Message from UH Hilo Chancellor Donald O. Straney
Chamber Connection Newsletter
Hawai‘i Island Chamber of Commerce
UH Hilo’s College of Business and Economics
One of the ways the University of Hawai‘i at Hilo meets the needs of Hawai‘i island is by preparing future members of the business community. More than ever, our fragile economy demands that knowledge of business practices and economics be widely distributed throughout the island. In addition, we need to prepare students for the workforce–not just for jobs (though these are critical) but also for careers.
UH Hilo’s College of Business and Economics (CoBE) seeks to meet these needs through its programs of study and, by meeting the rigorous standards set by its accrediting association, the college can assure the public that its programs are of the highest quality.
Quality Assurance through Special Accreditation
CoBE is able to document the high quality of its BBA programs through its maintenance of accreditation from the Association to Advance Collegiate Schools of Business International (AACSB International). The college earned initial accreditation in 2005.
Within the state, only UH Hilo and UH Mānoa’s Shidler College of Business have attained this internationally recognized accreditation. Accredited colleges undergo a lengthy process of self evaluation and extensive scrutiny, including onsite visits, by teams of experts.
Some established business programs at other universities have had to struggle to achieve and maintain accreditation from AACSB International.
This accreditation certifies that CoBE meets 21 rigorous standards, assuring a challenging, up-to-date curriculum and a commitment to continuous improvement. Faculty must be active in their field and remain current in their knowledge. A degree from an AACSB-accredited school is widely recognized as excellent preparation for the workplace or graduate study.
CoBE practices continuous improvement through assessment activities, which include measuring student progress in achieving learning goals and assessing student satisfaction.
Assessment practices led CoBE to create an upper division, writing-intensive course to improve writing skills. Assessment also prompted CoBE to offer its College Fair, directly linking our students with community businesses and organizations for internship and job placement, as well as career planning.
CoBE offers majors in general management, accounting and economics. The general management program is UH Hilo’s largest major. The accounting major started in Fall 2008 and already has 60 student majors. Taken together, general management and accounting enroll approximately 10% of all UH Hilo undergraduates.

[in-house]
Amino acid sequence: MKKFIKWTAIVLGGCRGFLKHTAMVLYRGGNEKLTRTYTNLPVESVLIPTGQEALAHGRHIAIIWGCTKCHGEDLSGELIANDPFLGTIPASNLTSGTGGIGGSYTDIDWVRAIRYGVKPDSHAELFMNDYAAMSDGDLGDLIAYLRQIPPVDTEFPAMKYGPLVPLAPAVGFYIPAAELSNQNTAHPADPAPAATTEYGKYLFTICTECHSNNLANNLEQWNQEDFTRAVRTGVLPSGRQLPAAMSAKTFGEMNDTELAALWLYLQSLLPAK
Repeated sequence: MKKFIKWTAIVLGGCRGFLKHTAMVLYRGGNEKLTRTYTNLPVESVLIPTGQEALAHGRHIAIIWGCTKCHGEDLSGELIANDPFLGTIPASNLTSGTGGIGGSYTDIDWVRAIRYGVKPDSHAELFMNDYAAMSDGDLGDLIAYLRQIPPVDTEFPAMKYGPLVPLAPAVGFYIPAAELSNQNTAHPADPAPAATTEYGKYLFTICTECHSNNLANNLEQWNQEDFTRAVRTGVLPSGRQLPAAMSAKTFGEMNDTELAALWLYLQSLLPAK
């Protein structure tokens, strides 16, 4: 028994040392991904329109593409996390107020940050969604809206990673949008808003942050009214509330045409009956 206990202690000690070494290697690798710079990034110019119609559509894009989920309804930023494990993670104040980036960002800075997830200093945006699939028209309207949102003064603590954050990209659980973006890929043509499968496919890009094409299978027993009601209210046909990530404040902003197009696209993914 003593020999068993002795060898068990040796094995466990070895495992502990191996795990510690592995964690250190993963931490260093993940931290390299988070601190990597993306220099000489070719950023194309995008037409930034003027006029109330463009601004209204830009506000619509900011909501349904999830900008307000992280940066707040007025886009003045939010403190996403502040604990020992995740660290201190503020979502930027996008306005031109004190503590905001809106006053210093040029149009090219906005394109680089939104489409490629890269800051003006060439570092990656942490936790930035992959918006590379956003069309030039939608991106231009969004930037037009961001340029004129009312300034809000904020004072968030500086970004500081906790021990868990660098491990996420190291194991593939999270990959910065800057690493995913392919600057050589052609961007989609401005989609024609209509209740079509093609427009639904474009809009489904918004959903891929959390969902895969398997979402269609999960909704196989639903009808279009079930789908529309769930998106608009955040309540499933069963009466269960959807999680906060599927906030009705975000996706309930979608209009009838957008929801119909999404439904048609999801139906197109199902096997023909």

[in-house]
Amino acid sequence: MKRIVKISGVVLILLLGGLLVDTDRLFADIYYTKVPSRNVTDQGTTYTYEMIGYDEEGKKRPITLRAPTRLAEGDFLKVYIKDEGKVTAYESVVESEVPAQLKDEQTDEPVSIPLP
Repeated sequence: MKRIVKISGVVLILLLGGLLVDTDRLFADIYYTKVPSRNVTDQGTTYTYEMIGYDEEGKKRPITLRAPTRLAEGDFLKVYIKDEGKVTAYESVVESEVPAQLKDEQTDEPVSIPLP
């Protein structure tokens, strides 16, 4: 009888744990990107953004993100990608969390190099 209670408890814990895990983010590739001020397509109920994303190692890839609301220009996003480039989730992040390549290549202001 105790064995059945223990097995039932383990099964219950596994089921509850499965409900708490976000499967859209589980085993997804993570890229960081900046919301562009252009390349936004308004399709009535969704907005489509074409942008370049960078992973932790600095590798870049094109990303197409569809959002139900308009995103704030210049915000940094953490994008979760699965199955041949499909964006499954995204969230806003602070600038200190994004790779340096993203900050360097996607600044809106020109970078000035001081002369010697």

For those who have already earned a bachelor’s degree in an area other than business, CoBE also offers a certificate program in business administration. Comprised of seven courses in such areas as accounting and marketing, the certificate provides a well-balanced, up-to-date foundation of business knowledge.
In addition, UH Hilo and Hawai‘i Community College have established a Degree Pathways Partnership, allowing students who began their business education at the community college to make a seamless transition to CoBE’s business administration program.
CoBE also provides informal learning opportunities through its speaker series, which is free and open to the public. Speakers have included local entrepreneur Allan Ikawa of Big Island Candies on entrepreneurship, Darren Kimura on solar energy technology, and UH Mānoa Professor Emeritus Seiji Naya on income distribution and poverty alleviation for the Native Hawaiian community. Mayor Billy Kenoi will be the next speaker in the series September 16 at 3:30 pm in the Ho‘oulu Terrace (UCB 127).
CoBE is discussing its future direction for growth and new programs. We plan to extend the bachelor of business administration degree to one or more sites on the island. There may also be potential to develop programmatically in partnership with UH Hilo’s College of Pharmacy. CoBE welcomes input from the business community about how best to meet future needs.
In addition, the college is looking forward to moving into prime space on campus. Because a new building for the Division of Student Affairs will be constructed this year, CoBE will be able to move into the existing Student Services Building. Ever mindful of the need to use the learning environment to enhance students’ career skills, the college is making plans to assign space in the new building for students to work in groups and for state-of-the-art technology.
Chancellor, UH Hilo